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In Last Week's Web Magazine


Happy New Year from The New Republic Online! Over the holiday week, Jonathan Chait pointed out how Bush fooled neoconservatives into supporting the Iraq war; Catherine O'Neill reminisced about Christmas as a foreign service brat in India; Roger Rosenblatt explained why the ghost of Christmas past was more influential than the ghost of Christmas future; S.Adele Shaw rued the Americanization of Christmas; Emma Chastain revealed the erotic side of The Nutcracker; the Editors bristled at Calvin Coolidge's admonition--delivered via New Year's card--not to disagree publicly with U.S. policy; Gerald W. Johnson looked at the forces allied against John F. Kennedy and wished him a happy new year (knowing that he probably wouldn't get one); the Editors (in 1957) saluted the initiative of a bumbling but spirited public servant and (in 1941) laid out six ways readers could help America defeat fascism during World War II; and we reprinted poems by Joseph Campbell and Philip Appleman.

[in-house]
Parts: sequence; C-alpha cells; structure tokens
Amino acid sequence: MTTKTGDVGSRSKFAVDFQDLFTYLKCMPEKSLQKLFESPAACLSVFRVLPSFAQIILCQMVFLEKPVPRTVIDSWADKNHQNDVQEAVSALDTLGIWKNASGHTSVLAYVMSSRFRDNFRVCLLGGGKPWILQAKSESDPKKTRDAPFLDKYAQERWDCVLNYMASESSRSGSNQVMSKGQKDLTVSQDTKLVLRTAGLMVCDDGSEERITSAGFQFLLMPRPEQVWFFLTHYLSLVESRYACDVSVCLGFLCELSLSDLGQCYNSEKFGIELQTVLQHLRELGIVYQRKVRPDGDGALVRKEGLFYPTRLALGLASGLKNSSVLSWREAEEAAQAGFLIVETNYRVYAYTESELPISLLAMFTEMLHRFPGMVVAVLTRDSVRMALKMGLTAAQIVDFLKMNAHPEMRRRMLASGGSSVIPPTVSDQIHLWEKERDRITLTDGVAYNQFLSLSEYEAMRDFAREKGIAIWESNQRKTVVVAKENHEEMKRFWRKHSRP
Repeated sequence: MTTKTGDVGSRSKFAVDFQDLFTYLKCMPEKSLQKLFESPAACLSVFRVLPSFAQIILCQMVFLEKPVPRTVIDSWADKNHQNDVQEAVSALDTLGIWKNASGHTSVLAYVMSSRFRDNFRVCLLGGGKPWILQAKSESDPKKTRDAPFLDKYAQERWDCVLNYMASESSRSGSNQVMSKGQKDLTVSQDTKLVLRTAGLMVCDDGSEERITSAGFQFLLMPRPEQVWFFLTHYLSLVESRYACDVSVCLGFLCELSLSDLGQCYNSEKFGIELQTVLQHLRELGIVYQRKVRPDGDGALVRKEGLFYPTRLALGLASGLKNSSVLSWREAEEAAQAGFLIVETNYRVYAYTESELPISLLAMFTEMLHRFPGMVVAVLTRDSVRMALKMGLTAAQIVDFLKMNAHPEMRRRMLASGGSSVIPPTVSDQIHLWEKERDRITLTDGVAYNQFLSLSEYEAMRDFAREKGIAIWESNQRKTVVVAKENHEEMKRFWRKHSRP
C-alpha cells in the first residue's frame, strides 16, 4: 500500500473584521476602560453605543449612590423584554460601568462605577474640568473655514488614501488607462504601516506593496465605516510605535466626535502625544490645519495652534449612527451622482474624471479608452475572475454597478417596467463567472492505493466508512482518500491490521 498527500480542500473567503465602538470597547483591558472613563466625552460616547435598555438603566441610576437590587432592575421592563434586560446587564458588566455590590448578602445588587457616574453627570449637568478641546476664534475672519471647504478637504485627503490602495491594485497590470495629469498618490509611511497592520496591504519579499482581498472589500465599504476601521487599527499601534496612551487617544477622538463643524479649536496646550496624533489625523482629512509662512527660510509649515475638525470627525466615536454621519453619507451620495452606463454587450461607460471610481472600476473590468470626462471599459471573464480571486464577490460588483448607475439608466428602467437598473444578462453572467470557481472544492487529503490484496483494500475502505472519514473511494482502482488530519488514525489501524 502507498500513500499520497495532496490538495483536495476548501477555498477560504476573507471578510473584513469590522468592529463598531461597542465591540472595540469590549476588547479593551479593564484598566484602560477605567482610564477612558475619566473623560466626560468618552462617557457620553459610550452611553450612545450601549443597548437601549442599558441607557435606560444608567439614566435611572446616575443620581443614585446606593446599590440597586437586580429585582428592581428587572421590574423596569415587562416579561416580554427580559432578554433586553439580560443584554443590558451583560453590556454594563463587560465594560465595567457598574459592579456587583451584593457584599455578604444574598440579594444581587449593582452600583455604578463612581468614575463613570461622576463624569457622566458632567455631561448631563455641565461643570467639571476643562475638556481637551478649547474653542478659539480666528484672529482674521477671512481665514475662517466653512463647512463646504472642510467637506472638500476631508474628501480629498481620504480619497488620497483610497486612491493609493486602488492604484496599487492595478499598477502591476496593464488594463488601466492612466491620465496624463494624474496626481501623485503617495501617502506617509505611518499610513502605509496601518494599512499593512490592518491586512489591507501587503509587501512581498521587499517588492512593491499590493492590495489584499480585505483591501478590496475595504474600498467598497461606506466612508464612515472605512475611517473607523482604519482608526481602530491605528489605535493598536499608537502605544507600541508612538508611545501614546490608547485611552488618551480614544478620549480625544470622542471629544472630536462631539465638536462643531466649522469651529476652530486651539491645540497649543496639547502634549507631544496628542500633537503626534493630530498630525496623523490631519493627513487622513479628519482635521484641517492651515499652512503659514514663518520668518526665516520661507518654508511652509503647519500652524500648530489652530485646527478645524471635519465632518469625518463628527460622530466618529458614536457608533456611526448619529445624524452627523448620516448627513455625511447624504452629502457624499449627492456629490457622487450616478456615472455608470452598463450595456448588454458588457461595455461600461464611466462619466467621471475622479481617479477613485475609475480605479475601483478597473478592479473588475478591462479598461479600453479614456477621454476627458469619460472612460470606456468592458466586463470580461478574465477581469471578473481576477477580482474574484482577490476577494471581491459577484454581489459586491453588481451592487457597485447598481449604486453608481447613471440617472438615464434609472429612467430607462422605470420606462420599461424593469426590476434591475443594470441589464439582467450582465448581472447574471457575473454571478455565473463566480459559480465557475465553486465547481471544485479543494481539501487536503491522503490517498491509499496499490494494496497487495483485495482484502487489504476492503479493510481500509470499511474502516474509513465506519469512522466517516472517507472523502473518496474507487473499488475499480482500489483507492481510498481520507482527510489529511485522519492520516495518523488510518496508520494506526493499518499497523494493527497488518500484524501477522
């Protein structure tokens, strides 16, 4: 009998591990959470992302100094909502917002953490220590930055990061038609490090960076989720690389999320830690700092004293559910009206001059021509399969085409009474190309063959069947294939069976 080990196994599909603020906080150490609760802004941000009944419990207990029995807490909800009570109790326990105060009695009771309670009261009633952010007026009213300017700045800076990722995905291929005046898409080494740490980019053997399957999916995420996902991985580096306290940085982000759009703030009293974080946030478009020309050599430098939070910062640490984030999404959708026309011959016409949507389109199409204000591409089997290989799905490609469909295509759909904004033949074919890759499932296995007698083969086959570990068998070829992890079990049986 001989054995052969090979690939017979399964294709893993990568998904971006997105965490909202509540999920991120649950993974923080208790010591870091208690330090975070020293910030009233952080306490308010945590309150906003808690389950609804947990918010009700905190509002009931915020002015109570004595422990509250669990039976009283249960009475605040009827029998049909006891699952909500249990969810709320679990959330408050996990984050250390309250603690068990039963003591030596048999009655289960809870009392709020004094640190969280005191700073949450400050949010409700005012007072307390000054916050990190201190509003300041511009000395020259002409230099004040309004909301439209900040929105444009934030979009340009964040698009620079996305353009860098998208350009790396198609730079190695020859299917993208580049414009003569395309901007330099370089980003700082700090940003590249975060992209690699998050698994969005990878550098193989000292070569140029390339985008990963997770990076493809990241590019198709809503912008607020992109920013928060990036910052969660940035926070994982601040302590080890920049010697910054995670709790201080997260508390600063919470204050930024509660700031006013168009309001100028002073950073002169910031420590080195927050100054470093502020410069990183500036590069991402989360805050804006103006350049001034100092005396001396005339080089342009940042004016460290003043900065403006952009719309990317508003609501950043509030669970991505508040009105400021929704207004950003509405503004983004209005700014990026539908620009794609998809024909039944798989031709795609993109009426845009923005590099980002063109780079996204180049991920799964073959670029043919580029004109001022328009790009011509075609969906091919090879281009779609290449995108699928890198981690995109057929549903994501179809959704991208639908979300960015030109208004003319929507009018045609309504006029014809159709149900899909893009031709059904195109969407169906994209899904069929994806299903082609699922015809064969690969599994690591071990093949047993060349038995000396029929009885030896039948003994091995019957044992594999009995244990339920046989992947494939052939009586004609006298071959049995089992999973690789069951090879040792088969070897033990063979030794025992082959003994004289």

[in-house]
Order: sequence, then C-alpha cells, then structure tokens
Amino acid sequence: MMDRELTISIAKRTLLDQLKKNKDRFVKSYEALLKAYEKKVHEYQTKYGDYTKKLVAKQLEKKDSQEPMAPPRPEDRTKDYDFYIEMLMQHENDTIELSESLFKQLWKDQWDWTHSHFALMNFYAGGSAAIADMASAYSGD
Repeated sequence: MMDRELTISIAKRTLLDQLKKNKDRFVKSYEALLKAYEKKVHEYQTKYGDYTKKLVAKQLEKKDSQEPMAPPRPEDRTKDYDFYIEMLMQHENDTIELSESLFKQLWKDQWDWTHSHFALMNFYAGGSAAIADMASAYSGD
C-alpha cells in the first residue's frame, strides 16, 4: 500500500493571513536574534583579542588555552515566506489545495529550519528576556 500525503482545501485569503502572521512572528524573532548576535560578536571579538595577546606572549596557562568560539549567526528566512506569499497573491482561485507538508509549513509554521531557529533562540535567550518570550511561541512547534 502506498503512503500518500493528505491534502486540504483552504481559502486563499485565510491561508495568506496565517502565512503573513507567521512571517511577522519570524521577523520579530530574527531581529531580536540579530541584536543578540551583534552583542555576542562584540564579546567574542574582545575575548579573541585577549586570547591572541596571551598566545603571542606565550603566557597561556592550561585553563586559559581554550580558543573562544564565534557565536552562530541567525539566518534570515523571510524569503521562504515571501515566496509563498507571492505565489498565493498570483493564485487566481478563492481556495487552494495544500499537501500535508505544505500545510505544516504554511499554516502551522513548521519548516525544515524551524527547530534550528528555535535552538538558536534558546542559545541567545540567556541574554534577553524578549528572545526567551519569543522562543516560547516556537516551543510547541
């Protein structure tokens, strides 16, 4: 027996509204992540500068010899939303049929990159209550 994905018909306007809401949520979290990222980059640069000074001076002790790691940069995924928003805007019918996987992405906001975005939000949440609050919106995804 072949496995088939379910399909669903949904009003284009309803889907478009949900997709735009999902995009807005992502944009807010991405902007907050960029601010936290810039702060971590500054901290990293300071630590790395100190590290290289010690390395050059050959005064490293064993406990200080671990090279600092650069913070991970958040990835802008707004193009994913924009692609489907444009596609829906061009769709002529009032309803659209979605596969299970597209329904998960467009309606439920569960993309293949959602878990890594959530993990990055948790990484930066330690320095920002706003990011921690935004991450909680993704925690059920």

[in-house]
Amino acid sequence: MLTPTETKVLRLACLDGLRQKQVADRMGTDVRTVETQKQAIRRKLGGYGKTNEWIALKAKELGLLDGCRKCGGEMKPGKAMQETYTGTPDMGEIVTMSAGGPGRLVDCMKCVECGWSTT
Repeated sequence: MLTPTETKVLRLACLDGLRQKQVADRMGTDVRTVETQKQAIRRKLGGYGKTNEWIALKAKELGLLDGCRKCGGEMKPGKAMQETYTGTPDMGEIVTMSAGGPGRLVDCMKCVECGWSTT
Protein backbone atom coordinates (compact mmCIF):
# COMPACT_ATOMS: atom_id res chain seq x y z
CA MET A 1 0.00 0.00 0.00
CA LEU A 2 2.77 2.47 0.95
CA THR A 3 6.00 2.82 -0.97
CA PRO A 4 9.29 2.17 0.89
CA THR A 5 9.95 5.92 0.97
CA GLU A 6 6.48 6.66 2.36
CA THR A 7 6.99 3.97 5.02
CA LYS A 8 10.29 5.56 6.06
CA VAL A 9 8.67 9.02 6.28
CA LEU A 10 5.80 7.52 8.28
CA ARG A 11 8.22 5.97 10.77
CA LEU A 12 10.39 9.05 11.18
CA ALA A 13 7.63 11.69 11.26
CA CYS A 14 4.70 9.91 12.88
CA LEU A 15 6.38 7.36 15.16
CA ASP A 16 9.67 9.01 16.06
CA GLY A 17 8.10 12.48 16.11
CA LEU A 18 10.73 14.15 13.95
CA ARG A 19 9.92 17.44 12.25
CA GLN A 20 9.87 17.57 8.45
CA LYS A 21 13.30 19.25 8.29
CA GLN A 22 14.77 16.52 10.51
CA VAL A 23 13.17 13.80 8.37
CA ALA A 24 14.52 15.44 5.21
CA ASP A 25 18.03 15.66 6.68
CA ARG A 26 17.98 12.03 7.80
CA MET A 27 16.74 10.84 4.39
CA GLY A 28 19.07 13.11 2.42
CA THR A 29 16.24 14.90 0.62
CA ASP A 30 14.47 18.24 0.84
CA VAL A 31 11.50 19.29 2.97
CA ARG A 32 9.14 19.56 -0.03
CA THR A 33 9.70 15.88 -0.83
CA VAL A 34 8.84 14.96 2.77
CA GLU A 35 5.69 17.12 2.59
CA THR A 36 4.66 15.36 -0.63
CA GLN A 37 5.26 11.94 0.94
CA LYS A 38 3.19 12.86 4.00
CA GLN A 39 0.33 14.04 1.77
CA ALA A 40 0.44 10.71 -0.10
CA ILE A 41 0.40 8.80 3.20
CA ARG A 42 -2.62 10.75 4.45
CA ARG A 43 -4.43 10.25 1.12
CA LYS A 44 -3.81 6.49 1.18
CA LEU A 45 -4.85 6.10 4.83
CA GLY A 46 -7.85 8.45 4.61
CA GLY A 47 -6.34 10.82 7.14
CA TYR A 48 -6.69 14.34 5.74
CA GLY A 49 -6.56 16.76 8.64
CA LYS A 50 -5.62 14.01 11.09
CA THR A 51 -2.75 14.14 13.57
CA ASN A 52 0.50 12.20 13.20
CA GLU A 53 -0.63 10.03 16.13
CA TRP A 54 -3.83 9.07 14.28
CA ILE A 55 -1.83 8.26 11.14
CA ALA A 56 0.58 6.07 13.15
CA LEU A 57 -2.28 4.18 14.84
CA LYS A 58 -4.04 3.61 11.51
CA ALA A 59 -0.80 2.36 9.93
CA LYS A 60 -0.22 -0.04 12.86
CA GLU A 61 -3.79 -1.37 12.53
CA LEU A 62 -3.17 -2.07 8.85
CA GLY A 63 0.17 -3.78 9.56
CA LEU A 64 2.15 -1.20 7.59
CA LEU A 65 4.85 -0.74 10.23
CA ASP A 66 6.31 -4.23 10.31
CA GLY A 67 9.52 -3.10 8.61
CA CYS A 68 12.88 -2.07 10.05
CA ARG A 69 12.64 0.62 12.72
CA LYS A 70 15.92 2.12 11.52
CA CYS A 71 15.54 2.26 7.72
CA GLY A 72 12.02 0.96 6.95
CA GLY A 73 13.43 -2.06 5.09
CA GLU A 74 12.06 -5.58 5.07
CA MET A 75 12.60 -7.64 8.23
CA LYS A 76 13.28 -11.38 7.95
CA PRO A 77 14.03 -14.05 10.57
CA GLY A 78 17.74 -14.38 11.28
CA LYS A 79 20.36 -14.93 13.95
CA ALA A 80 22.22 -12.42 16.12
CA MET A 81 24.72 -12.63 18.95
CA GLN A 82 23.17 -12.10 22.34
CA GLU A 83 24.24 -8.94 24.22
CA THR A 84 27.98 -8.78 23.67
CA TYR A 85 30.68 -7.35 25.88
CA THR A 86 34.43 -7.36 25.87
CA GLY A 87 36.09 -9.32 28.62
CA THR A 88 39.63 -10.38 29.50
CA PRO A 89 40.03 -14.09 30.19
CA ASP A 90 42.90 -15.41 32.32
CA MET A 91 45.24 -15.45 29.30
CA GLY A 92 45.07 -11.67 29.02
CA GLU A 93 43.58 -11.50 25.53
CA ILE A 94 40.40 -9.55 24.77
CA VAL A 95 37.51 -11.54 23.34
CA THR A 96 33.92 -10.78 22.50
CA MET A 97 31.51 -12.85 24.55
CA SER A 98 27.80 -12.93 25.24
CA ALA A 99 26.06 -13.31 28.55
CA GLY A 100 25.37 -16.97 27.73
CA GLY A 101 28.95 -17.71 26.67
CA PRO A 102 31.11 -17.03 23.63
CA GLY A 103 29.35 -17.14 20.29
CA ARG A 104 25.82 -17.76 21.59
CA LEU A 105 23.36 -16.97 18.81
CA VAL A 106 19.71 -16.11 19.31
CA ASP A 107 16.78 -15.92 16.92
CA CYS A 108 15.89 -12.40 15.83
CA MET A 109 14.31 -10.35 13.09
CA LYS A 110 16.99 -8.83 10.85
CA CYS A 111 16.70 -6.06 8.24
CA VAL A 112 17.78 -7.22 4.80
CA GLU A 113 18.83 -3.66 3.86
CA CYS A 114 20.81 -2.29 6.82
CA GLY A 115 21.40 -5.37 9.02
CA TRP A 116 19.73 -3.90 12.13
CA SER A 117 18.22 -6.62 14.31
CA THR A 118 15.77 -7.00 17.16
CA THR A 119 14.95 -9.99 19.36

As we marked the passing of Gerald Ford, we took a look back at John Osborne's coverage of Ford's presidency for TNR. Osborne watched as Ford learned how to govern in 1975, clashed with Democrats in Congress, and fought off a primary challenge by Ronald Reagan in 1976.

We also reposted some of the best essays of 2006: David Hajdu's piece on Starbucks' crappy taste in music; Noam Scheiber's profile of Tommy Goldstein, the lawyer who transformed the Supreme Court; the Editors' plea for intervention in Darfur; Michael Crowley's tour of McLean, the new GOP Mecca; and Ryan Lizza's exposé of George Allen's Confederate sympathies, which helped end the senator's presidential aspirations.

Today, the Editors--writing at the start of 1983--lament the growing wealth gap; and Jonathan Chait thinks about what might have happened if Gerald Ford had been elected president in 1976.

--Adam B. Kushner

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